Role of Nursing Professionals

1447 WordsJun 16, 20186 Pages
Nursing as a profession is the delivering of primary health care to individuals, families, and communities with compassion and respect for the patients. As one of the most important elements of the health care professions, it is critical to understand the various facets of the role of nursing professionals. While nursing students and currently-working nursing professionals might have differing opinions on the roles nursing professionals play within the health care profession and the society as a whole, there are a few elements that are easily identified by all professionals as integral to this position like good record keeping that help to identify risk and early detection of complications. The roles of nursing professionals are as…show more content…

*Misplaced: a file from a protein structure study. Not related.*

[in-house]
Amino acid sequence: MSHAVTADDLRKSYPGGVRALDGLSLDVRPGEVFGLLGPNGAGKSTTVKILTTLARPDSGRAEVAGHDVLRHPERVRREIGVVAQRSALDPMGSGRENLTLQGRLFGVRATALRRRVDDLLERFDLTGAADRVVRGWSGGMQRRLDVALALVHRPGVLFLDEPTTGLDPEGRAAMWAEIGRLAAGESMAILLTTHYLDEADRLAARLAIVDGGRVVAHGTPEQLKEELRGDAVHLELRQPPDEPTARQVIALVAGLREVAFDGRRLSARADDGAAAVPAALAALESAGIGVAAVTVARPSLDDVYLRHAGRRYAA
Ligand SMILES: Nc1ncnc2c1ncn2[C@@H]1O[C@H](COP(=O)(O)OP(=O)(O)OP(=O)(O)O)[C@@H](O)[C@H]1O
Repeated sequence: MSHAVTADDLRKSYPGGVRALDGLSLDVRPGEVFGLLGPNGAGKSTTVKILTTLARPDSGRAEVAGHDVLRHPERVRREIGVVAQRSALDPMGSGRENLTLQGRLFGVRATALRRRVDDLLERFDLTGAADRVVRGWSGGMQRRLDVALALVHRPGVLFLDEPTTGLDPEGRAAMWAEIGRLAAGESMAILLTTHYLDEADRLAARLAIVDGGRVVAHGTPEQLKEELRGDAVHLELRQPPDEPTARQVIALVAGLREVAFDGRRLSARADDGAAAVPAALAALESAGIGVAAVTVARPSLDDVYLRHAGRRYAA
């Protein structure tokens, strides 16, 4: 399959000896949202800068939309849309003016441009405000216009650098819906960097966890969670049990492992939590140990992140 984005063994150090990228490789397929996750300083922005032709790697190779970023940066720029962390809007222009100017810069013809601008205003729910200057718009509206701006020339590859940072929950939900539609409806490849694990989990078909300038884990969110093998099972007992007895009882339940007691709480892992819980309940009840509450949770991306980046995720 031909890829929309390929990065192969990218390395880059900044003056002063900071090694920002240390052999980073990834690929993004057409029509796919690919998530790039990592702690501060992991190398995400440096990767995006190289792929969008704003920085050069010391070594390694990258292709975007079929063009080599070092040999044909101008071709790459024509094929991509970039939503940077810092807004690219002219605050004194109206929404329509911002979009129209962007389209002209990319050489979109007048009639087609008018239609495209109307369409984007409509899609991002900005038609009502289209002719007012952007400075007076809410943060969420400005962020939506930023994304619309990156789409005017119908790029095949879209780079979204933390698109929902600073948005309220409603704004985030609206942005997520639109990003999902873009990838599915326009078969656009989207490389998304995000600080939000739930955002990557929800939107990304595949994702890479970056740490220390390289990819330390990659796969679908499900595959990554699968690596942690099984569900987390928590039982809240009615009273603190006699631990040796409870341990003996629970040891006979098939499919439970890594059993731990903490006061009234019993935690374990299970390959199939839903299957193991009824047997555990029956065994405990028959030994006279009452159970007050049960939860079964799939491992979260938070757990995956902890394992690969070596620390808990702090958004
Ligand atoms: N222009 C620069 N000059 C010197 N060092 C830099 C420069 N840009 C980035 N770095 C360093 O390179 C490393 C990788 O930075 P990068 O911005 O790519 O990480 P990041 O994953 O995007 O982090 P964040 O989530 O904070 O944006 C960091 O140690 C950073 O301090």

Part of the profession for generations, working as an advocate entails speaking out on behalf of patients, conveying their concerns to other medical professionals, and working to ensure the best decisions are made overall for the patient. Working as an advocate for patients can involve a variety of different actions, including educating the patient on important health care issues, speaking with others within the health care profession on behalf of the patient, and using their own discretion to question whether or not the patient is given the best possible treatment options at any one given time. In order to fully implement this role, the nursing professional is required to maintain awareness of the entire patient experience as well as common approaches to addressing health care problems as they emerge (Hanks, 2010). Too often, patients are afraid to question the orders given by their doctors; some patients are more comfortable expressing concerns to nursing professionals, who then have a moral duty to advocate for patient concerns when appropriate. For some nursing professionals, this can be difficult, as it often involves standing up against individuals that might not be receptive to change. However, the bond between patient and nursing professional is often stronger than the bond that a patient has with his or her physician, particularly within the hospital setting. To this end, nursing professionals find it within their purview to maintain awareness of
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